Effects of exercise interventions on social and cognitive functioning of men with prostate cancer: a meta-analysis


Yuan-Yuan Fang 1, Yun-Hsiang Lee 1, Jui-Chun Chan 2, Piao-Yi Chiou 1, Xiao-Yin Chou 1, Wen-Tzu Chiu 3, Chia-Tai Hung 4

Main idea: To the best of our knowledge, this is the first meta-analysis to examine the effects of exercise interventions on cognitive functioning among prostate cancer patients.


Purpose: Exercise is beneficial for prostate cancer patients’ physical functioning; however, effects on social and cognitive functioning are inconsistent. This meta-analysis of exercise interventions for prostate cancer patients had two aims: the primary aim was to evaluate the effects of exercise interventions on social functioning; the secondary aim was to consider additional outcomes of cognitive functioning as well as adverse events.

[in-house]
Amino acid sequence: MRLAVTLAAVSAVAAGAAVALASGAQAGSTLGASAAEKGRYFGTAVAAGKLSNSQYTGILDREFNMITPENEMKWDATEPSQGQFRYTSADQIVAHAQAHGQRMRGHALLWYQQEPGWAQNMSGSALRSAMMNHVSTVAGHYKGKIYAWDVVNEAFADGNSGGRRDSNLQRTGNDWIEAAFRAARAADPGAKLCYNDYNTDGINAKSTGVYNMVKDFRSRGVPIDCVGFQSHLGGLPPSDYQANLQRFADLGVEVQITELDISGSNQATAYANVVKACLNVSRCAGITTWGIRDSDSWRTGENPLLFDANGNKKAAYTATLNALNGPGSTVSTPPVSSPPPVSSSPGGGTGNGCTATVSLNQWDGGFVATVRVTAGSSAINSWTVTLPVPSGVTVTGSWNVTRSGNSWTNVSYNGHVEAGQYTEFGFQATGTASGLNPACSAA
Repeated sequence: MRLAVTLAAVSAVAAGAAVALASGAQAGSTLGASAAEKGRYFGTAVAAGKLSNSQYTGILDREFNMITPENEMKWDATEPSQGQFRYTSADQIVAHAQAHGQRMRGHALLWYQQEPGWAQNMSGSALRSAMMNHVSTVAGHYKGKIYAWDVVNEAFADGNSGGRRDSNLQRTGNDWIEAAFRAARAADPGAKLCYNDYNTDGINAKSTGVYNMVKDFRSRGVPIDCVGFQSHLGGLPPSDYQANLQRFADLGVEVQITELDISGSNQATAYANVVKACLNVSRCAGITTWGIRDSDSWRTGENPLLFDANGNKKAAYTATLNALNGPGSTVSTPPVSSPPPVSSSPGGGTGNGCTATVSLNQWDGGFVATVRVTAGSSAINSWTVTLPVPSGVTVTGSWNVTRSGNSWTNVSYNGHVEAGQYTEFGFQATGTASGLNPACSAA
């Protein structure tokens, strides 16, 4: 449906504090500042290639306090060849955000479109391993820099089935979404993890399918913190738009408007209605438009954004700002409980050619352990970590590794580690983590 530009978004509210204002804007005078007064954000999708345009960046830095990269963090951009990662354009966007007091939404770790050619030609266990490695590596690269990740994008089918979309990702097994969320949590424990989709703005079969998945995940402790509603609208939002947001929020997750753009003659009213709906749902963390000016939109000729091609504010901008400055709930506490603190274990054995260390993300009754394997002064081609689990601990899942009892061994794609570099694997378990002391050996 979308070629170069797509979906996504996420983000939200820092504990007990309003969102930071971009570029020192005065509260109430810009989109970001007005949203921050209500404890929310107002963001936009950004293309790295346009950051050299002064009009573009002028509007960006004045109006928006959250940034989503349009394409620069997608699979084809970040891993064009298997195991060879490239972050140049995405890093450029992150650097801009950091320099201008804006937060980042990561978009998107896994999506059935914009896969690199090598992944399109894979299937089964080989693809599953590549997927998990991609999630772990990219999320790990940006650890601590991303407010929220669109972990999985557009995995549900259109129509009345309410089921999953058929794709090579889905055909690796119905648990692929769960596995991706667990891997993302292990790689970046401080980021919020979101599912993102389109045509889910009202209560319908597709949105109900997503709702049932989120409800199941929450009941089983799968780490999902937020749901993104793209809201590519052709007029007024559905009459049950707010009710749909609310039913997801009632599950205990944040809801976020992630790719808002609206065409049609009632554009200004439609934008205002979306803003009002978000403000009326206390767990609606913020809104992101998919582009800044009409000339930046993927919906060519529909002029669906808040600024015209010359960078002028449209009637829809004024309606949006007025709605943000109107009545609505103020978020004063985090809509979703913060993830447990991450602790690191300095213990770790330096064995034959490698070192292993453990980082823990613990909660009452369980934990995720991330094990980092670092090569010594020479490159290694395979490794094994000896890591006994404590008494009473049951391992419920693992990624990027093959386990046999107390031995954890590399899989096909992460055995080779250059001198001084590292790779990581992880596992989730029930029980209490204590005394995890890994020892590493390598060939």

Methods: Electronic databases (Embase, MEDLINE, PubMed, PsycINFO, and the Chinese database Airti Library) were searched for relevant papers (1987-2019), which included hand searching. After careful inspection, 10 relevant randomized controlled trials were analyzed using Comprehensive Meta-Analysis software; pooled means determined social and cognitive functioning. Results: Meta-analysis of summary scores (fixed-effects model) showed an overall beneficial effect of exercise on social functioning (Hedges’ g = 0.35, 95% CI [0.193, 0.515], p < 0.001) and cognitive functioning (Hedges’ g = 0.35, 95% CI [0.123, 0.575], p < 0.01) in men with prostate cancer when compared to controls. Intervention durations of 12-16 and 24-48 weeks that provided supervised aerobic exercise combined with resistance exercise sessions had a small to medium effect on social functioning compared to controls. One exercise group experienced one serious, but non-fatal, adverse event due to a higher exercise intensity (50-75% VO2max).


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